Organizing for Change Podcast - Episode 21 Show Notes
Goal: “to equip coalitions, organizations, and individuals to bring change to their community”
Host, Amanda Decker joins ROBERT SEGE, MD, PHD, Co-Director, Stakeholder and Community Engagement; Interim Lead Navigator Tufts CTSI
Robert Sege, MD, PhD is a Professor of Medicine at Tufts University School of Medicine, where he directs a new Center for Community-engaged Medicine. Dr. Sege is nationally known for his research on effective health systems approaches that directly address the social determinants of health. He is a Senior Fellow at the Center for the Study of Social Policy in Washington and serves on the boards of the Massachusetts Children’s Trust and Prevent Child Abuse America.
He has served on the American Academy of Pediatrics’ Committee on Child Abuse and Neglect, and on its Committee on Injury, Violence, and Poisoning Prevention. He is a graduate of Yale College, and received his PhD in Biology from MIT and his MD from Harvard Medical School. Bob lives in the Boston area, where he and his wife Karen have raised three young adult children.
Welcome to Episode 021 of the Podcast: ACES with HOPE Study
Guest: Robert Sege, MD, PHD
Tufts CTSI Website
ACES with HOPE Study:
Organizing for Change Website:
Organizing for Change Twitter:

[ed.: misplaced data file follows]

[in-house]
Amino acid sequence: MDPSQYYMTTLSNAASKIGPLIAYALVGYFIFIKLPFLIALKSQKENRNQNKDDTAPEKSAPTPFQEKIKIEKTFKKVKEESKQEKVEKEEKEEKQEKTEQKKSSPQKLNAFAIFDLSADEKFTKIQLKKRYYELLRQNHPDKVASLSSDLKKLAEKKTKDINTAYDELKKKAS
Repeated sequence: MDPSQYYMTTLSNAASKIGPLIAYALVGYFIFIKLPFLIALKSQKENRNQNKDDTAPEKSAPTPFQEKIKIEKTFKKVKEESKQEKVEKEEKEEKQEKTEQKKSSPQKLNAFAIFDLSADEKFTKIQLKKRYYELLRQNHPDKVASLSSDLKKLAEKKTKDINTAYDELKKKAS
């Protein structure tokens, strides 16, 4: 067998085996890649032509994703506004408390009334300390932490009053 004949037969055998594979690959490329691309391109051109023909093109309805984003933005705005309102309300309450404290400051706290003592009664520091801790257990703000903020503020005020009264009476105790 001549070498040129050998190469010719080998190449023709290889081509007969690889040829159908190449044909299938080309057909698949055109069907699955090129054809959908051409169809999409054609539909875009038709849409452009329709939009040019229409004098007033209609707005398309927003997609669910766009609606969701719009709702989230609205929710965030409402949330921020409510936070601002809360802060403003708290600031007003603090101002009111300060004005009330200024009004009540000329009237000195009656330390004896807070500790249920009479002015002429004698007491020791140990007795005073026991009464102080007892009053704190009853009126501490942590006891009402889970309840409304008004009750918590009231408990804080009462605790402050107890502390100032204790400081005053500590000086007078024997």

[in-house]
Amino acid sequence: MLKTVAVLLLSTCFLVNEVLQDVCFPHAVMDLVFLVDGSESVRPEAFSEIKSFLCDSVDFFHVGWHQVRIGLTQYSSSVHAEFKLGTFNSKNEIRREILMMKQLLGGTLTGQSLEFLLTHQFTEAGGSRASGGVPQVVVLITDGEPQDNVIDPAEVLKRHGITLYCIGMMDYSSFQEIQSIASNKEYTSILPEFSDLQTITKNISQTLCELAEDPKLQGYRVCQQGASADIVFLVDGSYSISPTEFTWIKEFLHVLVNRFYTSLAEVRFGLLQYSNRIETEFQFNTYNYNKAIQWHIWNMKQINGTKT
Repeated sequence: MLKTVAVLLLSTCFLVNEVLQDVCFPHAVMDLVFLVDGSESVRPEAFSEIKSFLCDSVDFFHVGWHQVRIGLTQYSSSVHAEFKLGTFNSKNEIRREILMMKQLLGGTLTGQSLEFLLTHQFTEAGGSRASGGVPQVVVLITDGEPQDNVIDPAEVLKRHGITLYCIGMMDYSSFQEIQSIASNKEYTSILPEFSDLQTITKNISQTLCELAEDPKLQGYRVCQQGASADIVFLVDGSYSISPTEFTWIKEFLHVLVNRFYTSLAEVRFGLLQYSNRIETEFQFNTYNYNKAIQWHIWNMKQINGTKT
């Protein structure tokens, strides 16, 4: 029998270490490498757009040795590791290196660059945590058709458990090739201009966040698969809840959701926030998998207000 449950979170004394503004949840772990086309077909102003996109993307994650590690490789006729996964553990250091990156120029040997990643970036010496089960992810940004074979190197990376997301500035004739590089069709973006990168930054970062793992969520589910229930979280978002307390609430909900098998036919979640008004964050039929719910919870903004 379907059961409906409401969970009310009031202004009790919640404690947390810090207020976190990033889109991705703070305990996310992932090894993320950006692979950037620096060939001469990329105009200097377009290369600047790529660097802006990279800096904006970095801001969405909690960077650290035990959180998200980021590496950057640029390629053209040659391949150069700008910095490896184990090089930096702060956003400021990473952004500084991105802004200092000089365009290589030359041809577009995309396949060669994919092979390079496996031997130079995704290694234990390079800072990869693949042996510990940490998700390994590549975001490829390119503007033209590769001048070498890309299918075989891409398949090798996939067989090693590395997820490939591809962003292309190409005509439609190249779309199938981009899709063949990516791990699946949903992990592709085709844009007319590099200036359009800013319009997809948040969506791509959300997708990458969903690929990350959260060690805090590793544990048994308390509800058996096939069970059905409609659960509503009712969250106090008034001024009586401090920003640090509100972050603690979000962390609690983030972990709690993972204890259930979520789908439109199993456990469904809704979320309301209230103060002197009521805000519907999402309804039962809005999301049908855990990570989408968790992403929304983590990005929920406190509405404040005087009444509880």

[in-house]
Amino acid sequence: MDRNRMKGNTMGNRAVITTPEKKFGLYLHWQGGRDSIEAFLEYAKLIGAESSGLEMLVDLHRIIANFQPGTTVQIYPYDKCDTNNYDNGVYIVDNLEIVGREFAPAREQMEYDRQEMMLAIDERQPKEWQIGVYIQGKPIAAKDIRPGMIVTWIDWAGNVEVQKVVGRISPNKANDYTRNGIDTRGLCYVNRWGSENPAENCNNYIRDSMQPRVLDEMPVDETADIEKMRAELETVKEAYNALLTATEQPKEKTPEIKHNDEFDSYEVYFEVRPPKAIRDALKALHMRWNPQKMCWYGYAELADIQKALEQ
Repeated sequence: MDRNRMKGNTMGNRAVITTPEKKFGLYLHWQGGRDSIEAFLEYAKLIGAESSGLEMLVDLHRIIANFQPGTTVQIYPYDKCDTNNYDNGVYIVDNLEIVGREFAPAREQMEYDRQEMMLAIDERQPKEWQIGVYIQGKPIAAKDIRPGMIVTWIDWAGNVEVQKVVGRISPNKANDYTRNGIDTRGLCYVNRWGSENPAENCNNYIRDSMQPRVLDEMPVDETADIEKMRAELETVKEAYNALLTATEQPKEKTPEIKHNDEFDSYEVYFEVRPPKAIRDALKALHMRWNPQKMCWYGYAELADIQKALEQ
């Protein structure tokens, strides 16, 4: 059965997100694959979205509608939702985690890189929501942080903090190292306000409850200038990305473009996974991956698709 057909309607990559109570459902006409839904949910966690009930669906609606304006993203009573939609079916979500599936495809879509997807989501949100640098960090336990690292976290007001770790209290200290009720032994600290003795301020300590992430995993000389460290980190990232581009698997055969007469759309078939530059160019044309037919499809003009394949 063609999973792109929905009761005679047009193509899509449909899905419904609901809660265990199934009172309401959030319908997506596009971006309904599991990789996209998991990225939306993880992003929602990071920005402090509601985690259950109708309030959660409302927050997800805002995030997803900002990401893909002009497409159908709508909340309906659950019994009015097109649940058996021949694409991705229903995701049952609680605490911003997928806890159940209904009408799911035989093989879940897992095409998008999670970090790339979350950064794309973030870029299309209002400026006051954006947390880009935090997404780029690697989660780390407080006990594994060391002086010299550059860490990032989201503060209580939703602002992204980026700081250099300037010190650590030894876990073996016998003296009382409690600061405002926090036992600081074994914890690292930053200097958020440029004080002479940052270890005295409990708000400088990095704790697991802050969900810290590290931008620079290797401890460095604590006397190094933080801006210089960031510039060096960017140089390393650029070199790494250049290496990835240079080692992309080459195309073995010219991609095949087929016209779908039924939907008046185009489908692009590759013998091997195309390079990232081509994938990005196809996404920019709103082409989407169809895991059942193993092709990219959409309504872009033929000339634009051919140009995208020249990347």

3 Insights from This Episode:
- We are not just a collection of all the bad experiences we had. Dr. Sege talks about how he doesn’t deny the problems his patients have, but that he tries to view them in the best light and address them as a whole person, not just their struggles.
- Our children are our future and the future of our communities. The overwhelming majority of people already have protective factors for their children in place. It is important to build on those protective factors in a community to help parents who may not have these protective factors in place.
- Teenagers have to feel like they matter. Dr. Sege talks about the importance of setting up opportunities in a community for a young person to realize they matter. If a young person feels like they don’t matter and what they do doesn’t matter increases their likelihood to use drugs and alcohol.
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